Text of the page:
The maths and code behind it is fairly simple. Our main loop is running at 60fps: 60 frames in one second. That’s 1000 / 60, or 16.6 recurring milliseconds per frame. To demonstrate, we’ll get Link running at 16fps. To do that, give Link two more properties:
We want Link’s animation to run at 16fps, which is 1000 / 16 = 62.5ms between frames. Now we need a way to measure how much time passes between frames, which we can do with:
Now we have a way to measure time per frame. The next step is to add up the elapsed times and after several frames, once the cumulative times add up to more than Link’s frame time, 62.5, we show the next frame and reset the counter:
A 16fps Link!
Obviously, Link should only animate when the user interacts, so let’s do a bit of code maintenance and get Link walking around a bit more convincingly.
Check out the progress on version 0.5 here
First thing to do is update our Link sprite and add in his other frames for facing the other directions. But before that, a trip down development techniques lane. A common space-saving technique for older games was to only draw frames for left or right and just flip the image for the opposing direction, and according to our sprite sheet, Nintendo did just that. It does mean that a left-handed Link becomes temporarily right-handed when facing right. But no one seemed to notice. In addition, a lot of games went further and cut up the most varied character images into smaller pieces like heads, bodies, legs, weapons, etc… And built them up in-game instead. Some incredibly clever techniques were devised when attempting to push these older, more constrained systems to their limits.
Instead I created and added the left sequence to give us our current Link spritesheet:
With that saved to our project we can dive into the code and go about displaying the frames correctly. In order to handle the logic, we’ll be throwing a lot more code at the loop, and it’s already starting to get pretty cramped in there. So the first thing we should be doing is creating a proper object for intrepid hero, as there will be a fair amount of code specific to his movement and display soon, and inevitably even more later in the project. That looks a bit like this:
I’ve gone with the functional style for now as it gives us the class-like object mechanism we want. We can ‘instantiate’ it later with the
new operator while also passing in values, e.g.
new Link(100,100). We may use objects later, but for now, functions are a simpler construct which quickly give us the flexibility we need.
Now we can start moving some of the Link-specific code and variables from
init() and even the global variables into that function, including some setup code like, loading in his image file:
When we create our Link object, it’ll create an image and assign itself the new sprite we created, positions itself with the values passed in, calculates and stores the FPS which it will run at and, finally, store the sequences of frames for each animation. As you can see, I’ve added a few more than before. I’ve taken a page out of Shaun Inman’s book and Link handles standing and walking in three directions. A few more variables were needed to store which way Link faces and whether he needs animating.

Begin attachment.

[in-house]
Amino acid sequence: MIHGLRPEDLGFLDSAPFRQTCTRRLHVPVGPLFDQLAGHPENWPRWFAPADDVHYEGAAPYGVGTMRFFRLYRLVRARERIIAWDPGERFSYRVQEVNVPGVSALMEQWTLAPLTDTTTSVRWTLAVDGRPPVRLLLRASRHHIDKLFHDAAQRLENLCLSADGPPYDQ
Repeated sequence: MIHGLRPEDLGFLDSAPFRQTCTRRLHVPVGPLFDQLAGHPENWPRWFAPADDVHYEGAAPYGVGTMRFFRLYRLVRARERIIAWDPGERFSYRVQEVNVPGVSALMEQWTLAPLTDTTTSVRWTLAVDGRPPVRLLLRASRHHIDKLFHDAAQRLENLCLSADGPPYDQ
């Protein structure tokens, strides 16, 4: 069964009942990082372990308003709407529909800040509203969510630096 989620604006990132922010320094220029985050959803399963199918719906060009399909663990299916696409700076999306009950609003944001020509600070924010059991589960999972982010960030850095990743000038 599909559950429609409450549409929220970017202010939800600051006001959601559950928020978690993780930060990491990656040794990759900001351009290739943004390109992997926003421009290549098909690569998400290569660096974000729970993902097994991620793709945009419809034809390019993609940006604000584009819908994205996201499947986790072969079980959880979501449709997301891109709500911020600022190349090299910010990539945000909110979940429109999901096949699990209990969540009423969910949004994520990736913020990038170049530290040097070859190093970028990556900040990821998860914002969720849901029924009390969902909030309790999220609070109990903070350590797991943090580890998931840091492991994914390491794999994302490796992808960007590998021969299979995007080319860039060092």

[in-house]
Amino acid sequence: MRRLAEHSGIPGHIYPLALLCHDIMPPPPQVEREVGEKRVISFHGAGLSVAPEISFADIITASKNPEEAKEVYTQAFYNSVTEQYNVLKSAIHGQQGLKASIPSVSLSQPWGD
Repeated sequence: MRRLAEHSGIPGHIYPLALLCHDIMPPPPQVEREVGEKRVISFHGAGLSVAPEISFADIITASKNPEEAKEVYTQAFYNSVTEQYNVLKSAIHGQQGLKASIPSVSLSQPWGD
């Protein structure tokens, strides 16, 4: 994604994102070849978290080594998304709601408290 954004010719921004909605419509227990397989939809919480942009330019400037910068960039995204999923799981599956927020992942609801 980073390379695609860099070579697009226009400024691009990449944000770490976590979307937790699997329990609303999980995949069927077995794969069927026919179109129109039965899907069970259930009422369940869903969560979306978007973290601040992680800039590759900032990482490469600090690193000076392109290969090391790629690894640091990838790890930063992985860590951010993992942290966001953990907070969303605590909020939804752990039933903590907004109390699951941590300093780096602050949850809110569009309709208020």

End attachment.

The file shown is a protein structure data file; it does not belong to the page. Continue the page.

It’s a good start, and we’ve streamlined
init() a bit too. But we can do a bit more. Link should also handle updating his animation and drawing to the canvas. For that, two functions will come in handy,
draw(). It’s good to break up some of that logic into two functions in case we need to update Link but not draw him to the canvas for whatever reason:
We need to use
this so that those functions can be used outside of the Link object, e.g.
link.update(). You may have noticed a few more alterations to the code which handles the animation and draws to the canvas. When a frame is ready to be updated, according to Link’s independant framerate, what we now do is check which way he is facing, along with whether or not he is moving. Both of these attributes are currently determined in
main(). Once this is established, we find the appropriate sequence array and then calculate which frame to show according to the sprite grid.
The grid is 7x4 cells at an annoying 17px by 25px. Each cell is numbered from 0 at top left to 27 at bottom right. By dividing by 7 we can calculate the row, then using a modulus (%) of 7 we can get our column number.
During all this, I’ve re-appropriated the
link variable as we no longer need it as the link image, it will now be our player object. Creating objects is typically a job for
init(), so it’s been given a cleanup:
And, looking at
main(), there’s been some more streamlining:
We are still handling input here for now, so we set Link to standing still unless a key is pressed. Then at the end we call our
Phew! We got through a lot here. And, it’s only just getting started. But I’m pretty happy we have Link wandering round the screen looking like a proper game character.
Check out the progress on version 0.5.5
Or see all the source code on Github.